Much of The Fall has to do with the human fear of being judged by others, along with the human tendency to judge everyone, including the self. The narrator of this fictional "confession" claims that it is the very process of judgment that we hate – not the end result of punishment. Meanwhile, our protagonist, Jean-Baptiste, derives power from judging others, which he justifies by simultaneously judging himself. Justice, too, is a main focus of the novel. The Fall suggests that true "justice" is elusive, if it even exists at all, in a world where all are guilty and hypocritical.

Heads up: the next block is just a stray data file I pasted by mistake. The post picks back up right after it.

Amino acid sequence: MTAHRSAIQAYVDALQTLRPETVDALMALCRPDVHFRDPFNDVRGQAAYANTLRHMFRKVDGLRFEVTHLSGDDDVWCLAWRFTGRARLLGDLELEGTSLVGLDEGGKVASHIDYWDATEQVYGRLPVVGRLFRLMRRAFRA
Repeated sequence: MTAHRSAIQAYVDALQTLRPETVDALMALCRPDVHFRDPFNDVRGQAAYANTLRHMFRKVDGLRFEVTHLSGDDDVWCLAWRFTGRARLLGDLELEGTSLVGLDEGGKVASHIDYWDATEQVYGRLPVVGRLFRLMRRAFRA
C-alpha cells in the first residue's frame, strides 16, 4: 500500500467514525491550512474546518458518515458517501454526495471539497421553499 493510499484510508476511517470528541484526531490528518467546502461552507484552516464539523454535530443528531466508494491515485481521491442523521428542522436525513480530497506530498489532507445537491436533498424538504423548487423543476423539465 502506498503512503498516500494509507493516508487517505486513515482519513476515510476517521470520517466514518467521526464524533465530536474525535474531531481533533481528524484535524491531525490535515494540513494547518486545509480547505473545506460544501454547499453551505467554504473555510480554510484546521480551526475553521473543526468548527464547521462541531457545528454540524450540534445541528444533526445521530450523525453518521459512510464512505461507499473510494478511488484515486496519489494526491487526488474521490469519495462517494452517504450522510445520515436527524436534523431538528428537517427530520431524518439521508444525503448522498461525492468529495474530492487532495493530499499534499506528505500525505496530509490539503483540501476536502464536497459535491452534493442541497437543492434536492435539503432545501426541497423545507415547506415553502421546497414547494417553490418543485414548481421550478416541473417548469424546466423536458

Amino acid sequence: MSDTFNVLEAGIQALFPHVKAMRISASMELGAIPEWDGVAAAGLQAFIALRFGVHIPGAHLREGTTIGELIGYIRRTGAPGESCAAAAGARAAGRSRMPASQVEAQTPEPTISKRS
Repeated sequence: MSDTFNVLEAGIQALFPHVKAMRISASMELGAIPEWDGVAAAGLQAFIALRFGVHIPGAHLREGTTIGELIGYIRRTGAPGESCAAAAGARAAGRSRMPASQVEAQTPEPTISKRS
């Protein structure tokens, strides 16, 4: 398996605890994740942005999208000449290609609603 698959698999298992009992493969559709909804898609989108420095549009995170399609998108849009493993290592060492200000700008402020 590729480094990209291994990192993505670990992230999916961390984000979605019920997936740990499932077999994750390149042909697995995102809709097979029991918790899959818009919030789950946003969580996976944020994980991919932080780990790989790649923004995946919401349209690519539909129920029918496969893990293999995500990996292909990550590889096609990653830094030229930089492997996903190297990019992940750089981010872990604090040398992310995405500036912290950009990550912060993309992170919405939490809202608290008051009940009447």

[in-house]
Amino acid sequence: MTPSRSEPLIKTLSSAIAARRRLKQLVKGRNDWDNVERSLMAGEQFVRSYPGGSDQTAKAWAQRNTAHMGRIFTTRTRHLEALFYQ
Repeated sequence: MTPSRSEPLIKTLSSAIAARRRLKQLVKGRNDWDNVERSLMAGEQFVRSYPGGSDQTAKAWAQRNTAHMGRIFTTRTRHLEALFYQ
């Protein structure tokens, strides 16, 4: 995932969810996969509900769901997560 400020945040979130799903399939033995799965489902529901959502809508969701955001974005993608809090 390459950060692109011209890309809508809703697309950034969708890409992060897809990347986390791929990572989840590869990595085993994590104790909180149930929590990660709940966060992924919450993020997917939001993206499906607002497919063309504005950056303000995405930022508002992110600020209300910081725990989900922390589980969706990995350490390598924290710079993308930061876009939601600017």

In The Fall, the narrator is conversing with himself. This explains why his judgment functions simultaneously a confession.